Their underlying APIs are not just RESTian, they're Atom. Yes, they're very close to GData. GData is Atom + Atom Publishing + A9 Stored Queries. Ning has Atom + Atom Publishing + homebrewed query syntax. Near enough. Atom is something to watch for programmers, not for civilians. It's proving to be RSS for serious programmers (RSS is RSS for weekend web jockies) (I look forward to being burnt in effigy by the RSS devotees).

There's a huge philosophical and mental gulf between the Ning conception of apps and the traditional programmer sense. We think there should be one perfect app, with lots of users. Flickr, for example. If we want a new feature, we whine at Flickr to add it. Ning isn't about software perfection and collective brilliance, it's about individual empowerment. If you want a photo site, you go to someone's photo site and hit the "ah gotta git me wunna thayem!" button. Boom, you have a photo site. If you want a new feature, you hit "edit my app" and add it. It's so very American, and is so against the grain of programmers who are taught that duplication is bad and must be avoided.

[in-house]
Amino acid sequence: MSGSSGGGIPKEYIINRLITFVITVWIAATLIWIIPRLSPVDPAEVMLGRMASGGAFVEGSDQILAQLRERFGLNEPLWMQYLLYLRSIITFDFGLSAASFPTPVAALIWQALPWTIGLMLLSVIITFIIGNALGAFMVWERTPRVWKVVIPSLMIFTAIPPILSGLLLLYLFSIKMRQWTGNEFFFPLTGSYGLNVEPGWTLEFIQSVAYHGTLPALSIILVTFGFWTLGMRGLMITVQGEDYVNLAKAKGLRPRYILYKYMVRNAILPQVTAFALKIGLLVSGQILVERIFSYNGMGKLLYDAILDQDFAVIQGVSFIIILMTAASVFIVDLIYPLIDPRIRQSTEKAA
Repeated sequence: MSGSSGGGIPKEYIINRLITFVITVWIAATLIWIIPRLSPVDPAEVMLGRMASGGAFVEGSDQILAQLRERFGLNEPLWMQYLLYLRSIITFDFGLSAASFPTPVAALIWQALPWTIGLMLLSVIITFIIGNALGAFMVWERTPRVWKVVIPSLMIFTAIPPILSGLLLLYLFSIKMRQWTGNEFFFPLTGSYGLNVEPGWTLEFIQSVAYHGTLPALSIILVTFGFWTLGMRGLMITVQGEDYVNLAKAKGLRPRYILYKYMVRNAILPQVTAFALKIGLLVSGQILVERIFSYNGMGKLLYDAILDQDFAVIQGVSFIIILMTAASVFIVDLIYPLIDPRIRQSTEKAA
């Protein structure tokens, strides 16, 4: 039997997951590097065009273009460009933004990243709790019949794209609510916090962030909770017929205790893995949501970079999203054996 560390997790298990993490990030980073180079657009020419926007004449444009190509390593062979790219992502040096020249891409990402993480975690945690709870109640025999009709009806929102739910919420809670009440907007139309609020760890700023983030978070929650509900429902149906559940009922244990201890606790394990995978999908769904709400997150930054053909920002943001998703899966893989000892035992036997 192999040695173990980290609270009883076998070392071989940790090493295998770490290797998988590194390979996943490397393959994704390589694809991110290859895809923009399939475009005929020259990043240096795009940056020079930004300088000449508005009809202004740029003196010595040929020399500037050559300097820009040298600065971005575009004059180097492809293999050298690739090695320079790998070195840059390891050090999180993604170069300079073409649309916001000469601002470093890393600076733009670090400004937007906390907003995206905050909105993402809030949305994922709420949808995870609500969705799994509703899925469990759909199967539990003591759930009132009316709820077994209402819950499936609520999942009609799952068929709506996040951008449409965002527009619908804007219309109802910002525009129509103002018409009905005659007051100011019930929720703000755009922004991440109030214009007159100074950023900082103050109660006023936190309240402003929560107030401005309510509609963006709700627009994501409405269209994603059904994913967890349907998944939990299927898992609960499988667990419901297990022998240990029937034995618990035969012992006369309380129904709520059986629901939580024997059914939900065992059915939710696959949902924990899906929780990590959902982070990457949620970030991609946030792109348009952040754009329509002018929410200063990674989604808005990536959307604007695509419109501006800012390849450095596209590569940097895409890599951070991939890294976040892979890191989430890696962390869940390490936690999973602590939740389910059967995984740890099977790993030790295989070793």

This is partially the reason why they had such mixed PR. Arrington posted "Ning RIP" and gave them both barrels as crap. The TechCrunch 53,510 (and me) all looked at Ning when it launched and said "huh, it's PHP with libraries I don't own! UGH!" But users who aren't Apache configuring MySQL-worshipping junkies with Rails up both forearms (in other words, normal people) look at it differently. They see something that takes the pain out of building a web site.